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this is realistically for a programming project, but is more math centric then CS centric. I am attempting to write a function that approximates a power function, but in order to complete I need to approximate log2(x). using the understanding that

$$x^y = x^{a+b+c+d+\dots} = x^a*x^b*x^c*x^d\dots || y = a+b+c+d+\dots$$

and that

$\displaystyle x^y = 2^{y\log_2(x)}$ computers think in base $2$ easier then base $10$, or $e$

since this would only be used for values $y \in [1,2)$ the solution only needs to be accurate on those bounds. considering that $log_c(a*c^x) = log_c(a) + x$ by factorization (not necessarily prime) I can reduce the input to a value on those bounds.

I need the RHS of $\displaystyle log_2(x) = || x \in [1,2)$

defined in addition, subtraction, multiplication, and division. whole number exponents are also acceptable.

EDIT: did some analysis, and updated question.

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Is it $x$ or $y$ in $[0,1)$? You might want to avoid $\log 0$. – Henry Mar 18 '12 at 17:39
@henry log(0) will be avoided by breaking out of the function if x = 0 resulting in 0. considering 0^x = 0, except 0^0 which is by calculus definition 1. will think on the bounds. please keep question open for edits – gardian06 Mar 18 '12 at 17:46
@gardian06 I strongly recommend not defining log(0) as 0. Return NaN or -Inf if you have access to it, throw an exception if you need to, but given that log(1)=0 and log(x) is negative for x < 1, returning log(0) as 0 is only begging for a host of subtle bugs. – Steven Stadnicki Mar 18 '12 at 17:53
Which do you want, $\log_2(x)$ or $x^y$? Are you using floating-point or fixed-point? How much accuracy do you need? – Robert Israel Mar 18 '12 at 17:55
@stevenstadnicki I didn't say that I would define log(0) = 0. I said that it would be avoided by if the base of the exponent is 0 to return 0, or 1 depending on the power. as 0^x || x != 0 = 0, and 0^0 is 1 – gardian06 Mar 18 '12 at 18:41

I assume that you are working with floating-point numbers ala IEEE 754. In this case, I do not see how base $2$ is going to give you any significant advantage. Instead, I would use the identities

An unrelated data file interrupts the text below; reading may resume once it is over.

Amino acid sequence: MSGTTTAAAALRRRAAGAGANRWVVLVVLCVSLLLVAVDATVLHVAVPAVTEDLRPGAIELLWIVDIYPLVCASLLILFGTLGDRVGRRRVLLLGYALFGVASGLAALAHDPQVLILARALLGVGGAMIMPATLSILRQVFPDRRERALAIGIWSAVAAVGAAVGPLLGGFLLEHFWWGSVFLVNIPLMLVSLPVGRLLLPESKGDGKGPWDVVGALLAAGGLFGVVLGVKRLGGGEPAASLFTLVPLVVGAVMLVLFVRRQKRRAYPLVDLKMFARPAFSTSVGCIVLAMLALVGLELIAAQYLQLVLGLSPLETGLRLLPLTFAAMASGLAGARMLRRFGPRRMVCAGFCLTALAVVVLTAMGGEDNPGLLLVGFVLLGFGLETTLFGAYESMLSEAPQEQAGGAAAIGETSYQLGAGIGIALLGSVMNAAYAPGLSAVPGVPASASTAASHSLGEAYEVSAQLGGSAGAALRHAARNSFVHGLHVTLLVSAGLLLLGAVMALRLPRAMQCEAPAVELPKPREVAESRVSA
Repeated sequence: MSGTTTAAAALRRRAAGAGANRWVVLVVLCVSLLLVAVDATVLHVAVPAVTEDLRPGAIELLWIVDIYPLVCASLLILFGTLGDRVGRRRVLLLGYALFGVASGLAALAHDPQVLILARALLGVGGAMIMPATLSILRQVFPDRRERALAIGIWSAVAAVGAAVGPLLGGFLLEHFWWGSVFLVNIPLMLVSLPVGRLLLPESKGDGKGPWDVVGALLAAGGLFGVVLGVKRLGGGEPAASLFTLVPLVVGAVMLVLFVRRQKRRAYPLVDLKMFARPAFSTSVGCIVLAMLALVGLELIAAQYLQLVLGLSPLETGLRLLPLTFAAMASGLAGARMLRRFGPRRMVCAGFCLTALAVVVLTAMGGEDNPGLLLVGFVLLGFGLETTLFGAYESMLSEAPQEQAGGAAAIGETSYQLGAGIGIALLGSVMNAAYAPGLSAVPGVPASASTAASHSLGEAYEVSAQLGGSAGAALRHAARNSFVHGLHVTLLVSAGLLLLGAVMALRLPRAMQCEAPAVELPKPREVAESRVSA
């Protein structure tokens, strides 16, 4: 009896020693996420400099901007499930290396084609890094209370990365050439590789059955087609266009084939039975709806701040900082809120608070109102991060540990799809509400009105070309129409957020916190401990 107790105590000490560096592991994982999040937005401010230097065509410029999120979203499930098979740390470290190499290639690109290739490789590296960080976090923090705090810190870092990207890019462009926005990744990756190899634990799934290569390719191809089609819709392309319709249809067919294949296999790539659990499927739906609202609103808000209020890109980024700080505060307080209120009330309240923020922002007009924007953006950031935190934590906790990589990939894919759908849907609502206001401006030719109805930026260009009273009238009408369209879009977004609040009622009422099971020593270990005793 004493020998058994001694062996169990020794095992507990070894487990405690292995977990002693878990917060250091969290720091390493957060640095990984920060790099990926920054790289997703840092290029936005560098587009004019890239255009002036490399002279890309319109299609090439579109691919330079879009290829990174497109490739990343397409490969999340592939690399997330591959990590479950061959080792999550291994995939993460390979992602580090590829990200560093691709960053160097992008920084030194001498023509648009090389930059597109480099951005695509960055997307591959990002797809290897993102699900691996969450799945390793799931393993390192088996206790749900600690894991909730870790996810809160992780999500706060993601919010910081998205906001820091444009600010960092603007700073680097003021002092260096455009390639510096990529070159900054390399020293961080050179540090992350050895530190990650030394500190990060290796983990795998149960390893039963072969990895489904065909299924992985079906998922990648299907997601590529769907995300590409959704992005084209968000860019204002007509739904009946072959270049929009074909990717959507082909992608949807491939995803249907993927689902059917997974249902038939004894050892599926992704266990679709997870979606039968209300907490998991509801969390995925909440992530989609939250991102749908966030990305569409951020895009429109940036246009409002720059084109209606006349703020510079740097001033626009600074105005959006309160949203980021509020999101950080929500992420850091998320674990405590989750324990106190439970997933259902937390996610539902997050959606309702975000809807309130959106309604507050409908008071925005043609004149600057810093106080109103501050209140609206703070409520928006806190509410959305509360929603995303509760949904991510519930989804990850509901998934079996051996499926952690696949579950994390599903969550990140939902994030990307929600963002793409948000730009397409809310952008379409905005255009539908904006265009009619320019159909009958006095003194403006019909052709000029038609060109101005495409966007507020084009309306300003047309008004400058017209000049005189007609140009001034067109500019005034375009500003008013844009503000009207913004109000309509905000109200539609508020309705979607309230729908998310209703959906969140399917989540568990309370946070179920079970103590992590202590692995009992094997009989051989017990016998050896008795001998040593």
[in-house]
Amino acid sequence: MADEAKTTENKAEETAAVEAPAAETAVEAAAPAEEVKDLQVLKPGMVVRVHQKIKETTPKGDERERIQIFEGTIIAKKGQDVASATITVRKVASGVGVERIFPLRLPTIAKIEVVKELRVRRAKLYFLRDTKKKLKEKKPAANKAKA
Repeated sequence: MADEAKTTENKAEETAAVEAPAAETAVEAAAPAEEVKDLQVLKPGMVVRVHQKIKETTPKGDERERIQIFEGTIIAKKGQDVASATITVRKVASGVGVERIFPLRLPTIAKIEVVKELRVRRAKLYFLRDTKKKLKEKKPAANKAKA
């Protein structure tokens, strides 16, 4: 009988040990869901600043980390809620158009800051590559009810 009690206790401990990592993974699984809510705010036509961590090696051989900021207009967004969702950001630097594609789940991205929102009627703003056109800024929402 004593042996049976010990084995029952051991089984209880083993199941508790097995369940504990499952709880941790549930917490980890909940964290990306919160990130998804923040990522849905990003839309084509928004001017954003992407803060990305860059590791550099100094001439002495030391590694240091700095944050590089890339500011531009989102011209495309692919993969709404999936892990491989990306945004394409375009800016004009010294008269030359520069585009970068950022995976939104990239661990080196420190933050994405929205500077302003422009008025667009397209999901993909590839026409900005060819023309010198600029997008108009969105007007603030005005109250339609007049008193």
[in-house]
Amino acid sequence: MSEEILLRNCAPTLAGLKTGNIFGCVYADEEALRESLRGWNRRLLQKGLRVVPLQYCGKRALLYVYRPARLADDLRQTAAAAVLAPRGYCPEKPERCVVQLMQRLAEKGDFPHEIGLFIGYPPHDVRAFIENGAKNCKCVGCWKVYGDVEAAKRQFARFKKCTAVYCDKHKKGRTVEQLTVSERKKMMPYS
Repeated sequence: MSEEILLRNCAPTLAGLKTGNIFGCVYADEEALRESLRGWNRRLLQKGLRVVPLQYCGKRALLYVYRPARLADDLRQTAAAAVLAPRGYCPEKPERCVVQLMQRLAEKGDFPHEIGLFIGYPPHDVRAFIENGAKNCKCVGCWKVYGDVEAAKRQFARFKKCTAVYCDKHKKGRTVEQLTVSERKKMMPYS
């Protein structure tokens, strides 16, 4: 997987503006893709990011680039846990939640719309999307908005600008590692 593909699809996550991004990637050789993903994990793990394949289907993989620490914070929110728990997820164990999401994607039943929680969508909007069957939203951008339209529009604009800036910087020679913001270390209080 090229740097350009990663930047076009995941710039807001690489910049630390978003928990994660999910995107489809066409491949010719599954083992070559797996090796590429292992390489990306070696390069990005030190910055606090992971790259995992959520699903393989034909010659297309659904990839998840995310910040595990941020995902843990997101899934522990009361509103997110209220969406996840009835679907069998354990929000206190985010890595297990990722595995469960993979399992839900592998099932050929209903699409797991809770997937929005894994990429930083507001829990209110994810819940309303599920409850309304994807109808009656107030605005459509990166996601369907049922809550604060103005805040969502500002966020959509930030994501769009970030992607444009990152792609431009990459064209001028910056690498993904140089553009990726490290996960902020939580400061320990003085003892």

$$\ln(x) = 2\cdot\sum_{k=0}^\infty \left(\frac{x-1}{x+1}\right)^{2k+1} \cdot \frac{1}{2k+1}$$


$$\exp(x) = \sum_{k=0}^\infty \frac{x^k}{k!},$$

both of which are very fast converging series. Then, $x^y = \exp(y\cdot\ln(x))$. See also the wiki page on computing the logarithm.

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how many terms of eq1 will I need to make it convergent on x $ in [1,2)$ – gardian06 Mar 18 '12 at 18:48

On the interval $[1/2, 1]$, an approximation to $\log_2(x)$ accurate to about $1.7 \times 10^{-14}$ is

f(x) = (-.2119568027628040757e-1+(-.38815224340108325886+(-.8900051141728954376+ (.4001641794691007527 + (.79615191430677253059+.10303694407435362078*x)*x)*x)*x)*x)/ (.298115002929551095e-2+(.1066700361116609290+(.6070463053447878628+ (.8584931203106122717+(.30170842595823793523+.16863931436090069014e-1*x)*x)*x)*x)*x)

For $2^{-n+1} \le y \le 2^{-n}$, use $-n + f(2^n y)$.

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The CORDIC algorithm can be used to give good $\log$ and $\exp$ approximations. I wrote such functions using fixed point math for QuickDraw GX. All that is required is shifting, adding, and subtracting.

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$$log_2(x) = \sum_{k=0}^\infty \frac{-(-1)^K(x-1)^k}{\ln(2^k)},$$ convergent on $x \in [1,2)$ after about $10$ terms though may needs about 12 terms to be mostly convergent on those bounds,

and for the cs application a table of the $\ln(2^k)$ values should suffice. though a table of $\frac{1}{\ln(2^k)}$ may be more beneficial depending on the actual values there in, and that multiplication by a floating point number is more efficient then division.

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